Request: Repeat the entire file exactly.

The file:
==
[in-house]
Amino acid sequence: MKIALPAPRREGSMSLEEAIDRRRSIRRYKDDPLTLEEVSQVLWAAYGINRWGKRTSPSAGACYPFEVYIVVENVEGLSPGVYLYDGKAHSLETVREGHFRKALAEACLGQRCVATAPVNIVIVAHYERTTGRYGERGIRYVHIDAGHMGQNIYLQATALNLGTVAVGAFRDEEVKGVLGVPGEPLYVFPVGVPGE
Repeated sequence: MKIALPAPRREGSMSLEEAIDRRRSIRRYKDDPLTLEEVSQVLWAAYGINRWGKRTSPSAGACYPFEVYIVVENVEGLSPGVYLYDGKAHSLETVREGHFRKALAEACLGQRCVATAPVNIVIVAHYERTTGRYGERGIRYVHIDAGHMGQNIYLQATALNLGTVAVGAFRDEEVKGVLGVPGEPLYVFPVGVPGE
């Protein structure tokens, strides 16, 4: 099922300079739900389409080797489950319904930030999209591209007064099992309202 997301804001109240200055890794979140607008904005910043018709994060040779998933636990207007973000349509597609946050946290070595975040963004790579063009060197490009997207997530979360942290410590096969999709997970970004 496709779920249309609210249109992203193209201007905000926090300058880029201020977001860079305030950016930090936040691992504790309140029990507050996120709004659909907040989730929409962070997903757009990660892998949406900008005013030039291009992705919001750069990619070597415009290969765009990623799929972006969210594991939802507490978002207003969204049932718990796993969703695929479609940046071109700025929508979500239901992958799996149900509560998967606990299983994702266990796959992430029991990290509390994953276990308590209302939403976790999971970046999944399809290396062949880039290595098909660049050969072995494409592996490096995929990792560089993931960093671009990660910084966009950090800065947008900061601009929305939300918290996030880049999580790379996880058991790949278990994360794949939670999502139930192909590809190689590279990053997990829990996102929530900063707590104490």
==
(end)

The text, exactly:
[in-house]
Amino acid sequence: MKIALPAPRREGSMSLEEAIDRRRSIRRYKDDPLTLEEVSQVLWAAYGINRWGKRTSPSAGACYPFEVYIVVENVEGLSPGVYLYDGKAHSLETVREGHFRKALAEACLGQRCVATAPVNIVIVAHYERTTGRYGERGIRYVHIDAGHMGQNIYLQATALNLGTVAVGAFRDEEVKGVLGVPGEPLYVFPVGVPGE
Repeated sequence: MKIALPAPRREGSMSLEEAIDRRRSIRRYKDDPLTLEEVSQVLWAAYGINRWGKRTSPSAGACYPFEVYIVVENVEGLSPGVYLYDGKAHSLETVREGHFRKALAEACLGQRCVATAPVNIVIVAHYERTTGRYGERGIRYVHIDAGHMGQNIYLQATALNLGTVAVGAFRDEEVKGVLGVPGEPLYVFPVGVPGE
């Protein structure tokens, strides 16, 4: 099922300079739900389409080797489950319904930030999209591209007064099992309202 997301804001109240200055890794979140607008904005910043018709994060040779998933636990207007973000349509597609946050946290070595975040963004790579063009060197490009997207997530979360942290410590096969999709997970970004 496709779920249309609210249109992203193209201007905000926090300058880029201020977001860079305030950016930090936040691992504790309140029990507050996120709004659909907040989730929409962070997903757009990660892998949406900008005013030039291009992705919001750069990619070597415009290969765009990623799929972006969210594991939802507490978002207003969204049932718990796993969703695929479609940046071109700025929508979500239901992958799996149900509560998967606990299983994702266990796959992430029991990290509390994953276990308590209302939403976790999971970046999944399809290396062949880039290595098909660049050969072995494409592996490096995929990792560089993931960093671009990660910084966009950090800065947008900061601009929305939300918290996030880049999580790379996880058991790949278990994360794949939670999502139930192909590809190689590279990053997990829990996102929530900063707590104490």